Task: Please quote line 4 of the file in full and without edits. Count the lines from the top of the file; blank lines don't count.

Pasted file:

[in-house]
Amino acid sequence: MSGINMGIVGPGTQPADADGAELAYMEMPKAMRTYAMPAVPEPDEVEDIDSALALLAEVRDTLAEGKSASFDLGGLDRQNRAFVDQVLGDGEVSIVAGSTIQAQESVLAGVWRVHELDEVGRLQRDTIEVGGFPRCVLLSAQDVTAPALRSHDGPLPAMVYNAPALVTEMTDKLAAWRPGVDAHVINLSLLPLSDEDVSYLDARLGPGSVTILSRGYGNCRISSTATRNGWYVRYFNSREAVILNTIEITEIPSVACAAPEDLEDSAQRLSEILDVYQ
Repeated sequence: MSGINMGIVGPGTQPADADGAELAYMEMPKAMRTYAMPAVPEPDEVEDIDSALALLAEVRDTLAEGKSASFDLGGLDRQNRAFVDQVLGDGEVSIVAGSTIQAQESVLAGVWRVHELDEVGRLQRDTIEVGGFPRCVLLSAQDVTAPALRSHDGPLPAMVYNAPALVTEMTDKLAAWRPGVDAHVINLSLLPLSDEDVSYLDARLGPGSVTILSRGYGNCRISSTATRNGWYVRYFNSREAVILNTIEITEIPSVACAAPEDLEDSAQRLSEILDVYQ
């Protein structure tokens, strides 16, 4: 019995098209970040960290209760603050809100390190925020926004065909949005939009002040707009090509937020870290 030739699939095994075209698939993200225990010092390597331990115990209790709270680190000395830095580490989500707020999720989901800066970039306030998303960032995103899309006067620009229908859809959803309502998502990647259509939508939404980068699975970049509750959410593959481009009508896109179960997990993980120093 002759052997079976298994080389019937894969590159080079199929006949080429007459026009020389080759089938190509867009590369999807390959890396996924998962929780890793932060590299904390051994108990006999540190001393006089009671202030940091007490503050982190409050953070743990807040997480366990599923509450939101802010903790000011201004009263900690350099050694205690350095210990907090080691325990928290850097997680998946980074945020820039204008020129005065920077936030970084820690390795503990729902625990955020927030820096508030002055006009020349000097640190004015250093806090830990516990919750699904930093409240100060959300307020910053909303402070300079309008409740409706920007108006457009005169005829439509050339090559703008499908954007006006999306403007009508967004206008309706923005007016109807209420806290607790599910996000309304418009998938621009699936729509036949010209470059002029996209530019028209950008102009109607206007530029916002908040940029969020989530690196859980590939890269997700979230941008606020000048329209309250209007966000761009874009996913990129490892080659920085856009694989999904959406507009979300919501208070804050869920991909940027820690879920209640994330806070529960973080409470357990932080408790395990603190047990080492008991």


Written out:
């Protein structure tokens, strides 16, 4: 019995098209970040960290209760603050809100390190925020926004065909949005939009002040707009090509937020870290 030739699939095994075209698939993200225990010092390597331990115990209790709270680190000395830095580490989500707020999720989901800066970039306030998303960032995103899309006067620009229908859809959803309502998502990647259509939508939404980068699975970049509750959410593959481009009508896109179960997990993980120093 002759052997079976298994080389019937894969590159080079199929006949080429007459026009020389080759089938190509867009590369999807390959890396996924998962929780890793932060590299904390051994108990006999540190001393006089009671202030940091007490503050982190409050953070743990807040997480366990599923509450939101802010903790000011201004009263900690350099050694205690350095210990907090080691325990928290850097997680998946980074945020820039204008020129005065920077936030970084820690390795503990729902625990955020927030820096508030002055006009020349000097640190004015250093806090830990516990919750699904930093409240100060959300307020910053909303402070300079309008409740409706920007108006457009005169005829439509050339090559703008499908954007006006999306403007009508967004206008309706923005007016109807209420806290607790599910996000309304418009998938621009699936729509036949010209470059002029996209530019028209950008102009109607206007530029916002908040940029969020989530690196859980590939890269997700979230941008606020000048329209309250209007966000761009874009996913990129490892080659920085856009694989999904959406507009979300919501208070804050869920991909940027820690879920209640994330806070529960973080409470357990932080408790395990603190047990080492008991």